Thanks everyone. It may sound weird but I really appreciate pushback because that means that people actually care.
Gateways are still the biggest pain in the network and I think many Alliance members share that.
Before addressing your concerns, let's take a few steps back.
Like everyone, we started with the Semtech UDP packet forwarder. Mostly because our focus was on other things. Now, UDP is not secure and not reliable. The forwarder is hard to configure, let alone remotely configurable easily, kept on introducing breaking changes (new formats, drop USB support) and as it's written in C and the way it is written, it is hard to maintain. Also, the community developed forks to support multiple networks (a bad idea), new protocols (a good idea), we hosted one of those forks, but it diverged with Semtech's reference design.
Because of all this, we saw a need for a new packet forwarder: use the HAL, a secure and authenticated TCP protocol, written in Go. Sounds simple but it's not. Now, with a) the availability of so many commercial gateways and SPI settings and constrained hardware and b) the overhead and inevitable complexity, we decided to discontinue the forwarder.
But that is not the whole story. We are working on a major update of The Things Network, which will be announced soon. Part of this, is the Gateway Agent which runs on the Linux gateway and interfaces with the network server, and controls a Semtech based packet forwarder. It generates the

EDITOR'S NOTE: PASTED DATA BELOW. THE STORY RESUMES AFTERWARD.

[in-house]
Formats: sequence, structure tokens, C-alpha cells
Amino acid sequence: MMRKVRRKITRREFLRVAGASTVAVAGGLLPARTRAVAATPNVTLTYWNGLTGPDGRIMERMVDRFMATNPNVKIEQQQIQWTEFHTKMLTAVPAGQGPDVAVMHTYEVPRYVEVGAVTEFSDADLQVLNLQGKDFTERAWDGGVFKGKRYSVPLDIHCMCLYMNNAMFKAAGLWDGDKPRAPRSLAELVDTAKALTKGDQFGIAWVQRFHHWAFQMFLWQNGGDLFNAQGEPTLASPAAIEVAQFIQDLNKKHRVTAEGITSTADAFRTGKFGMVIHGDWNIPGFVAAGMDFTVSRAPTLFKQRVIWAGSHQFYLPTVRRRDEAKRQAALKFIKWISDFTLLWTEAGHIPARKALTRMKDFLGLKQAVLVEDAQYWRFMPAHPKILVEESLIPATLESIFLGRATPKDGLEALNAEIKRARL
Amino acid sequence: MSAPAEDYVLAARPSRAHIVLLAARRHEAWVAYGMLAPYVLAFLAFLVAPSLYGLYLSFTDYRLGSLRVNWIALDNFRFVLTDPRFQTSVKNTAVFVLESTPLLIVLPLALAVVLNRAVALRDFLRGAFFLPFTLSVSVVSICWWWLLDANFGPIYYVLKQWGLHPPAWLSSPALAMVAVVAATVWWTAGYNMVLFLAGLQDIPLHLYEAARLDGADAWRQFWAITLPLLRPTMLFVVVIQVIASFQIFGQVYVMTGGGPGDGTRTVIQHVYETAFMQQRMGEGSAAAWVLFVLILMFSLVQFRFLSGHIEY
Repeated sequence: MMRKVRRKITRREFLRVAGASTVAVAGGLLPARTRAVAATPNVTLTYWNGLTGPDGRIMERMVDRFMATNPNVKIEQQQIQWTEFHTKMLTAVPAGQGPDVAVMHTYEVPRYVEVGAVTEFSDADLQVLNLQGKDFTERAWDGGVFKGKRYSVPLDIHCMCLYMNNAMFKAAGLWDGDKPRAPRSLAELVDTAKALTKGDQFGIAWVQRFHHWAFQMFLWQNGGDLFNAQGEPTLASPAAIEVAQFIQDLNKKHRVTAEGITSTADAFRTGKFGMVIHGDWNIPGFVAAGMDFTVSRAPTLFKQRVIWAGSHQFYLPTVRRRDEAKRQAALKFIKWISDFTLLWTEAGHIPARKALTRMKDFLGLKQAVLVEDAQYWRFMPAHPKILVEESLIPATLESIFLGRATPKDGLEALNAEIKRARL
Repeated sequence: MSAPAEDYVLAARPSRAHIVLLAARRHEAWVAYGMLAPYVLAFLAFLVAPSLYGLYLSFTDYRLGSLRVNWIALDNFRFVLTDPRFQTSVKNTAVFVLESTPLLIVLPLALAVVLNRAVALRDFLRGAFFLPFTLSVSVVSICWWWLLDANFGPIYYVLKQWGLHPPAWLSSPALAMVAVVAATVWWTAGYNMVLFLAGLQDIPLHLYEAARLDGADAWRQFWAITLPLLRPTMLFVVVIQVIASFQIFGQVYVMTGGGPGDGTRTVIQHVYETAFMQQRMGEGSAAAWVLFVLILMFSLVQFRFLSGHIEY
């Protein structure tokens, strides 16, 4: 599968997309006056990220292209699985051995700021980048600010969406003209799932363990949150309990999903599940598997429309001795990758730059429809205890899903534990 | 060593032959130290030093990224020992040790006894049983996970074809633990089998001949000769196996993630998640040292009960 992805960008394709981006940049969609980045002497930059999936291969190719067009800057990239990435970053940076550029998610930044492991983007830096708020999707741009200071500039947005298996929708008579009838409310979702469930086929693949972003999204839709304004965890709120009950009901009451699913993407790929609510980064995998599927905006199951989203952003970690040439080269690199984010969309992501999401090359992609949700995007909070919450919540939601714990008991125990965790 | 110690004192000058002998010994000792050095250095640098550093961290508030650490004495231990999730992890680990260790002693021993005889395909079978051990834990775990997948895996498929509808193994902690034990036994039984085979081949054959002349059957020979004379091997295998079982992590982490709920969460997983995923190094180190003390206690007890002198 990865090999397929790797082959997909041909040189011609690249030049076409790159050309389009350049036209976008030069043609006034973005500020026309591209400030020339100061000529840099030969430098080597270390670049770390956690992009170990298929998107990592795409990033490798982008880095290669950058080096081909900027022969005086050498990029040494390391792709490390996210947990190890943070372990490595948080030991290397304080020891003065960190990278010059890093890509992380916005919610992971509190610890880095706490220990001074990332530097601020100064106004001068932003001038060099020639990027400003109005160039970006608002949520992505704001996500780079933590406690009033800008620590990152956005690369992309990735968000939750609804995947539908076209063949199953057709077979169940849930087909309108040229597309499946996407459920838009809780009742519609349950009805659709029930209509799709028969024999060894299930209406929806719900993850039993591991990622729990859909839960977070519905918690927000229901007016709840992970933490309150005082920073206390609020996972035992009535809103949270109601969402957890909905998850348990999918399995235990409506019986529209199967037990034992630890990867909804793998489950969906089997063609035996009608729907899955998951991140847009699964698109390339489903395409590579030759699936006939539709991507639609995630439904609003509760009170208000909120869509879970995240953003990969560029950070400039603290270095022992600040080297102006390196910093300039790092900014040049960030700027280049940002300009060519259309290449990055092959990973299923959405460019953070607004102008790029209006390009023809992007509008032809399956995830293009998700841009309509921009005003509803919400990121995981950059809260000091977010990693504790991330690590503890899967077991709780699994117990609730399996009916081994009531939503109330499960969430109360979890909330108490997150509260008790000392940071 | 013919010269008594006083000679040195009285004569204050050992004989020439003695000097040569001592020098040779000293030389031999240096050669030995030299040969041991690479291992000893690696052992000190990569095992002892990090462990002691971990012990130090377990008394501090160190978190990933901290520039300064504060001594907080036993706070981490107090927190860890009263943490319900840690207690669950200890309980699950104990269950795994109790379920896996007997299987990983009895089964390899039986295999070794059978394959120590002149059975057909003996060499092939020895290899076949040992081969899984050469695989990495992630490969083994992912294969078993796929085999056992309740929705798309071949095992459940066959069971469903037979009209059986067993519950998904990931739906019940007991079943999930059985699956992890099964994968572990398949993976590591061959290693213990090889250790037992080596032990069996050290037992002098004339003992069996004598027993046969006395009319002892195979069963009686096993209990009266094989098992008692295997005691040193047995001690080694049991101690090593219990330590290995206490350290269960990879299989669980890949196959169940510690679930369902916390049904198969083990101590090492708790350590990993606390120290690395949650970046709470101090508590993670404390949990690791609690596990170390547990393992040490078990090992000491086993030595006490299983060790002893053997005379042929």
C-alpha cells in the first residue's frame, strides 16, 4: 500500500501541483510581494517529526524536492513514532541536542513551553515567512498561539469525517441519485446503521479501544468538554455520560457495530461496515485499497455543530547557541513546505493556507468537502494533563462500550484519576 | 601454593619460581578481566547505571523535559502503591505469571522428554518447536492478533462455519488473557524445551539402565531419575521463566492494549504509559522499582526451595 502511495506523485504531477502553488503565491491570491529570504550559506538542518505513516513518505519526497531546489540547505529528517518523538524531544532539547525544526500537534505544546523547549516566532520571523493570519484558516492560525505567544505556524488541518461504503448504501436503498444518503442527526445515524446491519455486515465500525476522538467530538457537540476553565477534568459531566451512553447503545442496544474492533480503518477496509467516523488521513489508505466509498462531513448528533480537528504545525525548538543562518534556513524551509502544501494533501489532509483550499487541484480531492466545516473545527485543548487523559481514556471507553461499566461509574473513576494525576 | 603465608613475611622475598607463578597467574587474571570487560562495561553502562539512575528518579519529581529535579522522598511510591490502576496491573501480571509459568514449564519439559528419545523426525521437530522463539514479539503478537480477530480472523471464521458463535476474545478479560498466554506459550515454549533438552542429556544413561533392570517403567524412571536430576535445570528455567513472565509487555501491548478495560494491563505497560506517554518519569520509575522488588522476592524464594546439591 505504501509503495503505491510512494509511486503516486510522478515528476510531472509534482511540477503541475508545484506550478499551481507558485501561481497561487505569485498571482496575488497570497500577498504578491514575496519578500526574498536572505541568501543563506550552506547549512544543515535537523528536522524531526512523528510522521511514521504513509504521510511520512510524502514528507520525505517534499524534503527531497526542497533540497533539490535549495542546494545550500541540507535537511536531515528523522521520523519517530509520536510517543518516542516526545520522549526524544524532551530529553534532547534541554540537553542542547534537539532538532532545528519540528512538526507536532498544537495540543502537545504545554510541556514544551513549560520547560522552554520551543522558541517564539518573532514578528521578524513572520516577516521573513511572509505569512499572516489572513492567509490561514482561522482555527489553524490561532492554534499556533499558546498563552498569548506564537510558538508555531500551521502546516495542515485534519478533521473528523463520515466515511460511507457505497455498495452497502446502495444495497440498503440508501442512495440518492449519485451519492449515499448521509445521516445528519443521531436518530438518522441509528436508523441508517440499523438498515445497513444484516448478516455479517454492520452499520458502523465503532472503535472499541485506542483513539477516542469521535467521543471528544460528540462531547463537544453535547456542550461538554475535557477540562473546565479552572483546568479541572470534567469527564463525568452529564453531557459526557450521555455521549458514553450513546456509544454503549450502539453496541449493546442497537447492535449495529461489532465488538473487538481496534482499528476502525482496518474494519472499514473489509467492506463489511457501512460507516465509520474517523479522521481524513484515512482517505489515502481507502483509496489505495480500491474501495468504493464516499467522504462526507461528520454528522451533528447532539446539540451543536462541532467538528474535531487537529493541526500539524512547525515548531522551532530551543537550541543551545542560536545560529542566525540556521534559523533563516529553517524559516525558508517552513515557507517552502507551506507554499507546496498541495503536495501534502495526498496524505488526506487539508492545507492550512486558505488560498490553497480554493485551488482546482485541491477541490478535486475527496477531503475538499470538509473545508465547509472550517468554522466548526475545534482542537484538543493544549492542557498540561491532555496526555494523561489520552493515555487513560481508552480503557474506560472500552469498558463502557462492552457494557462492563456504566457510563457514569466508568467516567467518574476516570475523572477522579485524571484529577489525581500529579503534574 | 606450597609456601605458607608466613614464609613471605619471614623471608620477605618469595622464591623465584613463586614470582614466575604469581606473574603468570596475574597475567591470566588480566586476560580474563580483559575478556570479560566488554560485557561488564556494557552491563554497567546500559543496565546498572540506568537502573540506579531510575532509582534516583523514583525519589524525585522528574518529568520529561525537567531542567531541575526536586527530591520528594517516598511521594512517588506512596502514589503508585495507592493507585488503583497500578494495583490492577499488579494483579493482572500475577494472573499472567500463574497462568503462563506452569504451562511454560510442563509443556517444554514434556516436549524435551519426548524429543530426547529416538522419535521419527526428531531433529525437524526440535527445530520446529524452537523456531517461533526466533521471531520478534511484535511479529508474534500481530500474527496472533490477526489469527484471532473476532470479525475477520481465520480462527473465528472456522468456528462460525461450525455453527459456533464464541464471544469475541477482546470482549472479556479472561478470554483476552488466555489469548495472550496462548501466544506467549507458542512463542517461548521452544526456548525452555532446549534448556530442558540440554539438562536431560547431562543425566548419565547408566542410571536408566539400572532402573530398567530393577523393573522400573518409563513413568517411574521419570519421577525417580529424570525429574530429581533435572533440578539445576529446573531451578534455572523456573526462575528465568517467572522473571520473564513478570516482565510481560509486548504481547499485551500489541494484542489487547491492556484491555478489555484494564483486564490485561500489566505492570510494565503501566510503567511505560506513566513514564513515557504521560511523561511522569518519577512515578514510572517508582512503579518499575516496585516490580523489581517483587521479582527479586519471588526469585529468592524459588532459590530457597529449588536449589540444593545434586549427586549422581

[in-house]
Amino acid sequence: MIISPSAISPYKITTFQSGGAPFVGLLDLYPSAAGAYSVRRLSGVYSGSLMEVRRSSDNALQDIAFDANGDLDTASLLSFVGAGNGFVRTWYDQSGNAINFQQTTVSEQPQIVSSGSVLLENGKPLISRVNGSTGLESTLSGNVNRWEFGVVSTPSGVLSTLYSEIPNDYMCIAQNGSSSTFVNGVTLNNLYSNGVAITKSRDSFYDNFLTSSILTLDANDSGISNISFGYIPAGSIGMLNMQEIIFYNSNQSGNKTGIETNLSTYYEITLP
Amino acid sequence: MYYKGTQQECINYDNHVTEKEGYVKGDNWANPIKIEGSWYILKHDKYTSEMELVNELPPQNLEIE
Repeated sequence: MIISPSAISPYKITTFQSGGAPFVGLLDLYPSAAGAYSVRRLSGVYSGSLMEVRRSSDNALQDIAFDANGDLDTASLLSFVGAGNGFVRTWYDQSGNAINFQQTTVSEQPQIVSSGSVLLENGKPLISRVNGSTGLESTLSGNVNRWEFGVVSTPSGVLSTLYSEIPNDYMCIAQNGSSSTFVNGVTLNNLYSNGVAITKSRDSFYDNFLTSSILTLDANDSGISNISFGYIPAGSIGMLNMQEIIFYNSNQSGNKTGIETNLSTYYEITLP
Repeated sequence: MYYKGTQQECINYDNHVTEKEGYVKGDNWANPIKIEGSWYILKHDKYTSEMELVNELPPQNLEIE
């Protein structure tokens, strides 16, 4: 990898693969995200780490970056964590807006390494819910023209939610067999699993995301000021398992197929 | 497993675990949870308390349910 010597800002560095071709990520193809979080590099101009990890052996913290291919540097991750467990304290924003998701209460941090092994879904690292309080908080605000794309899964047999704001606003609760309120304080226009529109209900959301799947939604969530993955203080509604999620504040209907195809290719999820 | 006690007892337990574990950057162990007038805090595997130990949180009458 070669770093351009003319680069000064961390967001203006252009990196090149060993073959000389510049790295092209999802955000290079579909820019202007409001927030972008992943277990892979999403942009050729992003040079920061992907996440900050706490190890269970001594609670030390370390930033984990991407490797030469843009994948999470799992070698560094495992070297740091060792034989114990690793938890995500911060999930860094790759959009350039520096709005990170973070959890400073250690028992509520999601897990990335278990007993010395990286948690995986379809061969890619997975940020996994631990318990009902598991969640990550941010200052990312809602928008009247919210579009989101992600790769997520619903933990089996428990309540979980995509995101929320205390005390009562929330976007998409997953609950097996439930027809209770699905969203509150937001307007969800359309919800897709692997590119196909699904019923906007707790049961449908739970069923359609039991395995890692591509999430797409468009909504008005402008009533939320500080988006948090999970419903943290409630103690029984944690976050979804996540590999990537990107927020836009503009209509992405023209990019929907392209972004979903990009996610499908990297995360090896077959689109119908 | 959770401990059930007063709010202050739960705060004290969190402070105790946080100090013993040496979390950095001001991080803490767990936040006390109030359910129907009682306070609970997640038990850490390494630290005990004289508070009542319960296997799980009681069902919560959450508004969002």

global_conf.json file from data from the server: regional parameters, channel plan, the network server to connect to and gateway installation specific settings (max tx power). So it's the Semtech packet forwarder + the Gateway Agent.
I don't agree that we rushed with that, but maybe we can improve our communication here. Also, that specific fork is legacy.
We outsource the SX1301 interfacing to the Semtech's reference design packet forwarder or the manufacturer's variant of it, so that we can focus on a generic Gateway Agent. I believe that it becomes much easier instead.
Good question. There is no such thing as premium scheme users on The Things Network, and if that will ever exist, security will be there for everyone. The Gateway Agent will be open source. In fact, we are more committed to open source and there will be more open source than there is today, but more about that soon.